By analyzing the electronic medical records of babies seen for routine "well-child" visits to the University of Texas Medical Branch at Galveston pediatric clinic, researchers found that about 16 percent of 6-month-olds fit the criterion for obesity — a weight-for-length ratio that put them in the top 5 percent of all babies in their age group.
Further analysis of the records indicated that obese 2-year-olds were much more likely to have been obese at 6 months than 2-year-olds who were not obese.
The obese babies' medical records rarely showed that clinicians had addressed the issue at either 6-month or 24-month visits, despite a well-established connection between obesity at a young age and obesity later in life, which is linked to such serious health problems as diabetes, heart disease and high blood pressure.
"Until very recently, pediatricians really haven't been focusing on obesity in babies," said Dr. David McCormick, UTMB clinical professor of pediatrics and senior author of the study. "We're just getting a handle on it descriptively right now. What we're hoping to do is alert our colleagues and our parents. If we address weight management through nutrition and exercise as early in life as possible, it's going to work a lot better."
"We need to do a lot better as clinicians and educators at getting our community educated and working through the entire age spectrum, because babies who are overweight are more likely to be overweight children and adolescents, and then later, when obese women are ready to have a family, their babies are more likely to become obese," McCormick said. "We need to deal with this through all ages and through pregnancy, because if a woman is already overweight when she becomes pregnant, it's extremely difficult for her to do anything about her weight at that point."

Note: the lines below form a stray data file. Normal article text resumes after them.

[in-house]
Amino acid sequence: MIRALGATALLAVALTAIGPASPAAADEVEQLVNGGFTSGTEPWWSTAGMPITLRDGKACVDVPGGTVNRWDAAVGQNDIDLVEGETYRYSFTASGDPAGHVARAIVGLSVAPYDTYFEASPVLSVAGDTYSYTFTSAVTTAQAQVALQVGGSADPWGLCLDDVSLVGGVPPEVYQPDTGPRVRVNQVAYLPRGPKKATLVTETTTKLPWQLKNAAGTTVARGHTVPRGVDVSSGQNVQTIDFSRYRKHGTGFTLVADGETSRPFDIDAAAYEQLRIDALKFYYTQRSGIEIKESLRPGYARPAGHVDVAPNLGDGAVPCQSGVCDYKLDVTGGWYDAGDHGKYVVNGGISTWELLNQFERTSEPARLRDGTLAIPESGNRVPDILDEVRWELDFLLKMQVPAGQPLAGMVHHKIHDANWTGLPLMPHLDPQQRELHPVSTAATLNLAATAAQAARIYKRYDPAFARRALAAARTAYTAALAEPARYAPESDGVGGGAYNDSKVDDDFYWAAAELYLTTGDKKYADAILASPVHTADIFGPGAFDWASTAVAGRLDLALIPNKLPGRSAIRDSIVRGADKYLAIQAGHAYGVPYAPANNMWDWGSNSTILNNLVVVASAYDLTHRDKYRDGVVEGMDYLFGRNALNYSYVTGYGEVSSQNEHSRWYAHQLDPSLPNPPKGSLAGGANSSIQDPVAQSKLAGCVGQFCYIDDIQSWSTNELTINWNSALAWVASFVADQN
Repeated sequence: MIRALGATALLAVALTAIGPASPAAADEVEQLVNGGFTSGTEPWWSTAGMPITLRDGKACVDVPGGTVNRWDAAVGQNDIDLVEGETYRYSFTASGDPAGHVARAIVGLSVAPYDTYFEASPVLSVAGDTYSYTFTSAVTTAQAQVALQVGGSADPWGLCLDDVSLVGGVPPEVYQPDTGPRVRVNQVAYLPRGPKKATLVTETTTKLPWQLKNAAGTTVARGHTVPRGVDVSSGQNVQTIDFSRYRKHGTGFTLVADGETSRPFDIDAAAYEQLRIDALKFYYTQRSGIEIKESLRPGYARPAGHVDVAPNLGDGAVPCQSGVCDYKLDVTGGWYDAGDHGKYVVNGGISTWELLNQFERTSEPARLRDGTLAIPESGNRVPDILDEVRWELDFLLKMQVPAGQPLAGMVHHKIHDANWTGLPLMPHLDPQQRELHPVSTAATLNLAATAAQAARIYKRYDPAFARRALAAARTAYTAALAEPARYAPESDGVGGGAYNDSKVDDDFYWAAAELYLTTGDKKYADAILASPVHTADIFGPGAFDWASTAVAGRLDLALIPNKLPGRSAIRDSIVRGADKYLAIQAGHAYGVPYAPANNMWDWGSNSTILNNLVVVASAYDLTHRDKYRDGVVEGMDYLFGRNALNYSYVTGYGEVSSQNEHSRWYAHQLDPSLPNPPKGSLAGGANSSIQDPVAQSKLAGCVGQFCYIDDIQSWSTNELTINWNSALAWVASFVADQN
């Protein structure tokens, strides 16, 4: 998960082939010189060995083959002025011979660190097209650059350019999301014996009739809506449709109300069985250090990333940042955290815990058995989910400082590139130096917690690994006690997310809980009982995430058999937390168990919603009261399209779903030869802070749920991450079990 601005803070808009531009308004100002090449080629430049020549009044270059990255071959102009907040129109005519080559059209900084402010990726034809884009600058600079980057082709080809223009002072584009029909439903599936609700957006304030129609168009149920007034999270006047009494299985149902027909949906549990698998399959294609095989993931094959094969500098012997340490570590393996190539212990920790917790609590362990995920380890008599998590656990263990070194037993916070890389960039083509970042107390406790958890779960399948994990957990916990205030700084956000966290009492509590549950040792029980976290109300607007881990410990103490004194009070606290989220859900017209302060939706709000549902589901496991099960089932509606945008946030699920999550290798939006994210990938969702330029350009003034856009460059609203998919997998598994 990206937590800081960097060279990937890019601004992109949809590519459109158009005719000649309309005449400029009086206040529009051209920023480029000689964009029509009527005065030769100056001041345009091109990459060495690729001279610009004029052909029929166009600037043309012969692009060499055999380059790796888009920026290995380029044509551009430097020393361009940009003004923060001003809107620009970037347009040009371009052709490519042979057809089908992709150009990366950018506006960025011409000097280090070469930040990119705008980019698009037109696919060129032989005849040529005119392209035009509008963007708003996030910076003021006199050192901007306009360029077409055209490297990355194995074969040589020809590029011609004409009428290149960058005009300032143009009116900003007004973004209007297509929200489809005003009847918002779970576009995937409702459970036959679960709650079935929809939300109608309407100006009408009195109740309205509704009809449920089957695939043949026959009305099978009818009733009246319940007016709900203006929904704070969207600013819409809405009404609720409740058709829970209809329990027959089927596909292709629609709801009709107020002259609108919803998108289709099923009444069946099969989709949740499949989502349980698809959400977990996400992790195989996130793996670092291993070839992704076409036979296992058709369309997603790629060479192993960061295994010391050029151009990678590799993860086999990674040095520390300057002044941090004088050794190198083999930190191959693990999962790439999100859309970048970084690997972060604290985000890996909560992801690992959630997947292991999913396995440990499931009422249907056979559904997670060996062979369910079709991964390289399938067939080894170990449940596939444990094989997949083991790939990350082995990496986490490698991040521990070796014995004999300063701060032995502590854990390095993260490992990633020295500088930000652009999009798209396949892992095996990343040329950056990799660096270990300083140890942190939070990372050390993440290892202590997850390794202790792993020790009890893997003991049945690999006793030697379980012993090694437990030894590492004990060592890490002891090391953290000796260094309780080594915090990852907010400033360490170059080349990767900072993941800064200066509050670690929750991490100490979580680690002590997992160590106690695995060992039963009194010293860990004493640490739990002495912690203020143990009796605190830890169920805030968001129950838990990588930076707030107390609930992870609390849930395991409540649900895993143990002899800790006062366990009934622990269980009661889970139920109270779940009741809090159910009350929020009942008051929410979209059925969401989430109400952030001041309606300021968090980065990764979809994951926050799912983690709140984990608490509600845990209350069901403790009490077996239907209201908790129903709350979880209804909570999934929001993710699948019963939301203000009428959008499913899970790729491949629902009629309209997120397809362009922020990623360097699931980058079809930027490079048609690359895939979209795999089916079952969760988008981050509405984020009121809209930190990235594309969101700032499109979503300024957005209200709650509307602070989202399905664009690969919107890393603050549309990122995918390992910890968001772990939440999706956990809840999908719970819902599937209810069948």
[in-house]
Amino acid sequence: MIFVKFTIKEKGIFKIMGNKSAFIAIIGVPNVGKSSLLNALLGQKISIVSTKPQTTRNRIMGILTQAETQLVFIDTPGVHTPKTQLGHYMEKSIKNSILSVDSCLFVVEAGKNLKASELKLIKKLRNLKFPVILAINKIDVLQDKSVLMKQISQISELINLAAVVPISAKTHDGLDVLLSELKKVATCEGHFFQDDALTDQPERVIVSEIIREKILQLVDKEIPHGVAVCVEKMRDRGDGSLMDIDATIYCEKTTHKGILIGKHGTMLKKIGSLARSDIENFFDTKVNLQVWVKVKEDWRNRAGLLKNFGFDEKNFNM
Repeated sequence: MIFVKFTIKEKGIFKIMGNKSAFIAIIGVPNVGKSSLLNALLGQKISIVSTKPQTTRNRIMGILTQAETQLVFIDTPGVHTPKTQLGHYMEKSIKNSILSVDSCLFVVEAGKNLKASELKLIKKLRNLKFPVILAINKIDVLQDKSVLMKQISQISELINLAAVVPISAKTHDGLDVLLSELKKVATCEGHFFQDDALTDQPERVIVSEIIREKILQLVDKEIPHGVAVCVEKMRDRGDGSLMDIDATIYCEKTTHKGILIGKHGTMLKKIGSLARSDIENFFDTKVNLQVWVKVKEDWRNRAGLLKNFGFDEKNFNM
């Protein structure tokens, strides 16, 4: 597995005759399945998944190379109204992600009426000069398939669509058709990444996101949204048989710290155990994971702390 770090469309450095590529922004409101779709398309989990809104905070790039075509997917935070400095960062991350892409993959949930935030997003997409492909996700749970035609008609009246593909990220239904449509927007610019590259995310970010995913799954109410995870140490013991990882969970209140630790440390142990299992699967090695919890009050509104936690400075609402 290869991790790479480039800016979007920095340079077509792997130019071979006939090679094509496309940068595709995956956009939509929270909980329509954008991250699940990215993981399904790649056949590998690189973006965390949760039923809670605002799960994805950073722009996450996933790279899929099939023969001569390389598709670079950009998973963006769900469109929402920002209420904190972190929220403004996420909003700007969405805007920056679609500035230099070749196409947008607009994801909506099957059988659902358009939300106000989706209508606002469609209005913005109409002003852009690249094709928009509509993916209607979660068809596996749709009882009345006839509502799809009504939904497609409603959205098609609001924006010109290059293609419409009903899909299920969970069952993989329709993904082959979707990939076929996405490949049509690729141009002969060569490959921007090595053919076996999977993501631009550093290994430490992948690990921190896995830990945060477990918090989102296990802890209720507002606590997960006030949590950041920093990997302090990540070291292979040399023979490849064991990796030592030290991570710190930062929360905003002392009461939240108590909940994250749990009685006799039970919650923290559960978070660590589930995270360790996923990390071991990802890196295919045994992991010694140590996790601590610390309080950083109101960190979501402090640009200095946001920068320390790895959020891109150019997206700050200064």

Pediatricians confronting infant obesity can recommend a number of measures that other research has shown are linked to healthy weight, measures that should be particularly effective because babies' mothers have much more control over their diets than mothers of older children do.
"Studies have shown that exclusive breastfeeding...prevents obesity," McCormick said. "Getting enough fiber — eating apples instead of drinking apple juice, for example — also helps keep babies on track to a healthy weight. By contrast, improper early introduction of cereal by adding it to an infant's bottle promotes obesity."
Citation: McCormick et al., 'Infant Obesity: Are We Ready to Make this Diagnosis?', The Journal of Pediatrics, March 2010; doi: 10.1016/j.jpeds.2010.01.028